Monday 2 November 2015

Being a couple while being parents to our autistic + kids

I spend a lot of time talking about the autism in the family via the kids and mostly via our two boys who have a diagnosis with ASD along with a few co-morbid conditions.  Truth is as much as I love my kids, their condition often affects the whole family.  Having kids with additional needs can have significant impacts on some relationships. 

I read an article which discussed various findings about couples with disabled children.  One survey of couples raising a child with ADHD (Attention Deficit Hyperactivity Disorder) found that 65% were divorced or separated or experienced marital problems. The Families and Children Study found that more SEN children (Special Educational Needs) live in lone parent families than couple-headed families.  90% of parents with a child with learning difficulties say they don’t get to spend enough time together.

This weekend The Times magazine had an article about 'MAMs' or Middle Aged Marriages.  It had nothing to do with being middle aged and was mostly about marriages being focused on the children instead of the couple or family as a whole.  There was one of those questionnaires at the end to discover if your marriage was in danger of becoming a 'MAM'. As I scanned the questions, I knew the answer.  How could our marriage be anything but a MAM.  When your children have additional needs, a lot of life becomes focussed on them no matter what else is going on. 

Most of our half-term activities were for the children. When my other-half and I get time together we can still spend it talking about the kids; how they/we coped with the day, upcoming appointments and which one of us is in need of more sleep than the other.   It's easy as a mother to be constantly thinking of the kids first and having kids with additional needs makes this feel like a necessity.  My husband is much better at thinking about the overall 'family' than I am.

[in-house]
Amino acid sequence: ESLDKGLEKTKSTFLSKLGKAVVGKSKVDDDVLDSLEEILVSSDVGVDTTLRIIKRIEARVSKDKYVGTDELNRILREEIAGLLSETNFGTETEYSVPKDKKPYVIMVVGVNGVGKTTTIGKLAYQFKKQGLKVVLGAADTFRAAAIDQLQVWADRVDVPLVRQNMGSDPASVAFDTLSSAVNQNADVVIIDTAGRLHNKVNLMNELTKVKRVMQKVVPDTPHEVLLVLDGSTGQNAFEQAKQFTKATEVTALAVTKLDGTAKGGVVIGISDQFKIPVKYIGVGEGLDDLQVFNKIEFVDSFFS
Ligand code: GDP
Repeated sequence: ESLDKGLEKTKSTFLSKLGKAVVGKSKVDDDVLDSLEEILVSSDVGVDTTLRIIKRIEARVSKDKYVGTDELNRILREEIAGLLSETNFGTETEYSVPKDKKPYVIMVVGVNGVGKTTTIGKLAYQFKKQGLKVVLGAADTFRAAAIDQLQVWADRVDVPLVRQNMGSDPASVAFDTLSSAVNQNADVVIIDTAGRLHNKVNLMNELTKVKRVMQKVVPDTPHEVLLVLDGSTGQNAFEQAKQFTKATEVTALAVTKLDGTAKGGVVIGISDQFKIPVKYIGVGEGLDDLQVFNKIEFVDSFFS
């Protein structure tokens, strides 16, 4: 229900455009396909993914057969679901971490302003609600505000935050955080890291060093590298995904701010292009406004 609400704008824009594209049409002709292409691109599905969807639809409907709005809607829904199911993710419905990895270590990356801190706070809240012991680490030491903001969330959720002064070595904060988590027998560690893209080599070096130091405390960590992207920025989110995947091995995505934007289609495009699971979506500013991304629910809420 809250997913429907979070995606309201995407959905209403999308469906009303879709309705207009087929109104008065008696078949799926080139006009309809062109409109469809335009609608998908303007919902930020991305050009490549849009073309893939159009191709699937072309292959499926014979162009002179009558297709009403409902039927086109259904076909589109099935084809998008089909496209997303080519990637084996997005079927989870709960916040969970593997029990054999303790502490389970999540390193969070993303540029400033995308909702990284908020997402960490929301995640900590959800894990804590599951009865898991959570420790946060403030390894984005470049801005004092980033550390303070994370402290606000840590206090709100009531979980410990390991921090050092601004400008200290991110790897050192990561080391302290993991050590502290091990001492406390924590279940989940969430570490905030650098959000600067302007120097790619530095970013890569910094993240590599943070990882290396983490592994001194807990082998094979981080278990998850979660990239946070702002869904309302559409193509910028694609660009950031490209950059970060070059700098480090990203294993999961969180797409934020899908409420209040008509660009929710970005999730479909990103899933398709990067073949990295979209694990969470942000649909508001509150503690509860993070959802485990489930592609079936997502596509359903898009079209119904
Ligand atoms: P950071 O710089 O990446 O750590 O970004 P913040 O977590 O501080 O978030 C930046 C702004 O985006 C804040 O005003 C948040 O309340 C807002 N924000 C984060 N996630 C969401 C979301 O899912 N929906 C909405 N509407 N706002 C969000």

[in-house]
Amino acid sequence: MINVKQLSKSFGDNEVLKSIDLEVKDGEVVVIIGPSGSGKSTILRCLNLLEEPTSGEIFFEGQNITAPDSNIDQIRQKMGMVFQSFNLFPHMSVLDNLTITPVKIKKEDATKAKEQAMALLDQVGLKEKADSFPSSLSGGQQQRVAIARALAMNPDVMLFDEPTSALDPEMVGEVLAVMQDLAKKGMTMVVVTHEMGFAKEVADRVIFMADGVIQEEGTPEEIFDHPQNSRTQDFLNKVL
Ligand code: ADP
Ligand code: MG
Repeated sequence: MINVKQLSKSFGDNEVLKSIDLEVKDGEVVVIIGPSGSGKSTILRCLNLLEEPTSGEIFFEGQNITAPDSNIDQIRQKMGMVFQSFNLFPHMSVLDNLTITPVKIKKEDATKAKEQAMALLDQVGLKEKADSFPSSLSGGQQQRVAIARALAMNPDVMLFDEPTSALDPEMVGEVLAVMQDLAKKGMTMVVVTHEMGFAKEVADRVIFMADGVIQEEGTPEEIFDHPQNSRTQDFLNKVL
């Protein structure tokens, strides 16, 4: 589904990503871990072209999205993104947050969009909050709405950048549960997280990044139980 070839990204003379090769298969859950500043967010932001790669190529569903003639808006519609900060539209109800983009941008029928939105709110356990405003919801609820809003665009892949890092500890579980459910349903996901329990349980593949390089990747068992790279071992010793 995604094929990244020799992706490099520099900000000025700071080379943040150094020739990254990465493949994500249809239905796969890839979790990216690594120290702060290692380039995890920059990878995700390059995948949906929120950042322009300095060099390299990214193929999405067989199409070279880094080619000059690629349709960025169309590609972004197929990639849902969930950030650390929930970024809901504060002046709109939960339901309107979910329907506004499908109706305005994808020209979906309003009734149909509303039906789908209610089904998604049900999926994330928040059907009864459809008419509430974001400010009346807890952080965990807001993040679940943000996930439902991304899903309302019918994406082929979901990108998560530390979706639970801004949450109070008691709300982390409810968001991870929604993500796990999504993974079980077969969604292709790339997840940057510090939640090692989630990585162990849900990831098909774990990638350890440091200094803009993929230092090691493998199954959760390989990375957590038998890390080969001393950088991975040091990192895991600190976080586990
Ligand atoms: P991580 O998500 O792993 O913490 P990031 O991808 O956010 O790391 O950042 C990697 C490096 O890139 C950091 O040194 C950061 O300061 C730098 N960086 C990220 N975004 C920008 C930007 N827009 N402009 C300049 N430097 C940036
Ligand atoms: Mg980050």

What was best for the overall family recently included a parent only trip to the cinema this weekend and previously a parent only trip to the Rugby World Cup.  We don't live far from one of the stadiums hosting matches in this year's Rugby World Cup and had managed to get two tickets.  Our instant thought was whether my husband could take one of the children.  But I suggested we go together instead.  It was a brilliant decision.  Retrospectively, our eldest would have struggled with the environment.  But that's not why it was a good decision.  It reminded us both of how much we enjoy each others company.  Just like our discussion about 'The Martian' did on our way home from the cinema.  These occasions give us time to be a couple again.

Every marriage and relationship has its strains and it is true that having our wonderful autistic and neuro-typical children gives us more to worry and think about.  But looking after 'our couple' is important whether our kids need extra support or not and we need to constantly remind ourselves of this.  We are extremely fortunate to have family who can help us spend this time together alone.  Some people may be able to use a support worker to get this time too.  If we enjoy time together, it's easier to be less stressed and enjoy being part of the family too.  There is no doubt, we are definitely a family that focuses a lot on the kids. And we are probably more MAMy than society's ideal, but that's ok with us.

Other blog links
Five ways to get more sleep if you have an autistic child
Hyper-what else?  Co-morbid conditions in the family

External links
OnePlusOne, Strengthening Relationships - bringing up a child with a disability

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